A.I. adoption in media
Conversations with Data: #56
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From personalisation to content moderation, artificial intelligence touches many facets of journalism. Still, many hurdles exist for A.I. adoption in the newsroom. Among them include a lack of funding for media innovation and severe knowledge gaps around these A.I. technologies.
In this week's Conversations with Data podcast, we spoke with Professor Charlie Beckett, the founding director of Polis, the LSE's media think-tank for research and debate around international journalism. He talked to us about Polis' JournalismAI project and the findings from its global survey of journalism and artificial intelligence.
You can listen to our entire podcast on Spotify, SoundCloud or Apple Podcasts. Alternatively, read the edited Q&A with Professor Charlie Beckett below.
What we asked
Tell us about your journey from journalism to academia.
I was an incredibly traditional journalist back in the last century. I started on local papers and worked my way up through television news at the BBC and so on. Back in 2006, I left Channel 4 News to become director of a new journalism think tank at the LSE called Polis. It was a bit like doing a start-up as I was given this blank sheet of paper to create it. At the time journalism was exploding with all these new technological waves -- from the move online to the explosion of social media. I wrote a book about network journalism back in 2008. My work has been about exploring all these digital technologies and understanding their impact -- all the stuff I couldn't do when I was a journalist. And for me, that was the attraction of A.I., the latest wave of this technologically driven change.
As a media think tank, what is Polis' mission?
Polis is a journalism think tank within the Department of Media and Communications at the LSE. I spend all my time working with journalists or with people who are affected by journalism. It aims to provide a forum to talk about journalism and its impact on society and to do research, of course. But primarily, it is to be a bridge between the researchers, the academics and the journalists themselves. And increasingly, it's become a bridge within journalism. Polis' JournalismAI project is very much about connecting journalists around the world in small and large newsrooms as well as different sectors. We share knowledge and best practice.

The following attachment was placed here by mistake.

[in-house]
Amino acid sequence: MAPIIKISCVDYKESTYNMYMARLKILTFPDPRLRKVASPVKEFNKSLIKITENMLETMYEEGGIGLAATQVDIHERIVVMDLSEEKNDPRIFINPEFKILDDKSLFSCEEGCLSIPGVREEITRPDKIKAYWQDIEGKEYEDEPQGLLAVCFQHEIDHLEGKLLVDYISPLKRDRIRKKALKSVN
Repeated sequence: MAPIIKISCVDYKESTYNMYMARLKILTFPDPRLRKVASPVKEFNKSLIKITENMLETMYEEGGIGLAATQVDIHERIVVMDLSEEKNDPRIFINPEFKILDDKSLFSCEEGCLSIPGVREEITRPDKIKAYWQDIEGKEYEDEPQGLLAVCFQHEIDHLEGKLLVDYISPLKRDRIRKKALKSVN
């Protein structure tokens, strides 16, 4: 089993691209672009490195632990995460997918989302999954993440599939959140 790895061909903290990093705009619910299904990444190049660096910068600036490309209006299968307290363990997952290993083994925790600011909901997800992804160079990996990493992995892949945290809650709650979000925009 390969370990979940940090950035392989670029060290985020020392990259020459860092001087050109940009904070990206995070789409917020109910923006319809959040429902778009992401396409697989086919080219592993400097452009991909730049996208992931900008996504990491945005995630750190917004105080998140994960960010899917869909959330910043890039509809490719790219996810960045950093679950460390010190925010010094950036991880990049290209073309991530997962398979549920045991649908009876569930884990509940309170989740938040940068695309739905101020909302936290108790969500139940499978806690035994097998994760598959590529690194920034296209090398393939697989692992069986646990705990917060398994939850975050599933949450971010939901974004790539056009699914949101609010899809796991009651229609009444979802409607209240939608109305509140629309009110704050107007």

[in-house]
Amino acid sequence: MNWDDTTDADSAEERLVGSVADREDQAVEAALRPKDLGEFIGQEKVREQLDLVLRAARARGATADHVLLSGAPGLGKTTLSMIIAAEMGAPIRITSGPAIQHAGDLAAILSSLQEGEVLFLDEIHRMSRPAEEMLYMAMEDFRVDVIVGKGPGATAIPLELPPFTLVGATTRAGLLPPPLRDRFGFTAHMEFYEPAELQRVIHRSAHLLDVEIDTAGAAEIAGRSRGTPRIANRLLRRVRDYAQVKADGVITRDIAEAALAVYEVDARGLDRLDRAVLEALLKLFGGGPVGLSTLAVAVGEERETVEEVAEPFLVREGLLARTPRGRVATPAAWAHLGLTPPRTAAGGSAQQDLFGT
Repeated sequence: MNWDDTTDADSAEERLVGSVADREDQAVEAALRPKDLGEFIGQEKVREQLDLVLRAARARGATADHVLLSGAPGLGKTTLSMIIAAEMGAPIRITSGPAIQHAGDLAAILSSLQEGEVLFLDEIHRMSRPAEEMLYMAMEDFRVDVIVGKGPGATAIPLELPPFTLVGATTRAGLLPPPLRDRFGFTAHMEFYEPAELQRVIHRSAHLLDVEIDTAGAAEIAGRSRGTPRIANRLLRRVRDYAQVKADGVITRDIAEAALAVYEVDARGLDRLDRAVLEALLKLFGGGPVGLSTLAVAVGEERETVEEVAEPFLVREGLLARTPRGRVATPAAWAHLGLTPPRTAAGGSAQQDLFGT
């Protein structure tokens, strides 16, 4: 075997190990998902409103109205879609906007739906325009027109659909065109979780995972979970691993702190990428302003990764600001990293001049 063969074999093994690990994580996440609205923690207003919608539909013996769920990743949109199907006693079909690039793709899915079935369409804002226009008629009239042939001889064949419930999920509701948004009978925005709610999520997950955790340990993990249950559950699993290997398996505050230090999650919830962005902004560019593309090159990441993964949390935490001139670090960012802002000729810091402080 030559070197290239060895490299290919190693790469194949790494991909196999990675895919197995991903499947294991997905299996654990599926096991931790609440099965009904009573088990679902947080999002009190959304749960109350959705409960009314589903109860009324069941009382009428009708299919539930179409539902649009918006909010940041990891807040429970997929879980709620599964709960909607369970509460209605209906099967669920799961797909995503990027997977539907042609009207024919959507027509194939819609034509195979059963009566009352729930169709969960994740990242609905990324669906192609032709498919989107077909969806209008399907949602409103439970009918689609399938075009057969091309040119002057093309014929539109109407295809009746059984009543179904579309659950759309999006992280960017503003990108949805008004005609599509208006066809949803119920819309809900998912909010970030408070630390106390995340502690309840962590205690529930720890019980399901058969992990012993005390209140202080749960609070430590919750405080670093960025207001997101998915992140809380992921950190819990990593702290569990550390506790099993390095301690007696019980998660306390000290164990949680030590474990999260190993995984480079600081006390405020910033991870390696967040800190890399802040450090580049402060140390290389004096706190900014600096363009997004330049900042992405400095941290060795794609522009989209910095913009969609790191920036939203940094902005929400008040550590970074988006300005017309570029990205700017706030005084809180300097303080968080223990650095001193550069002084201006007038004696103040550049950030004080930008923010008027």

How did Polis' A.I. journalism work emerge?
Last year we received a subsidy from the lovely people at Google, which allowed us to do this global survey. The first thing was to find out what was happening. The survey pointed to an incredibly varied and rich picture of all sorts of activity in all sorts of newsrooms in all or parts of the news process -- all the way from newsgathering to news delivery. The survey also told us about where the gaps, the challenges and the problems were for A.I. adoption and adaption.
Now we are in the second year, where we have been trying to find not solutions, but at least pathways. People told us was that there was a huge knowledge problem as well as an understanding problem. That led us to create a free training course in collaboration with VRT News and supported by Google News Initiative. People also told us that they were really struggling to find the time and resource to do innovation and to prototype new ideas. This led us to create an experimental collaboration project to do precisely that.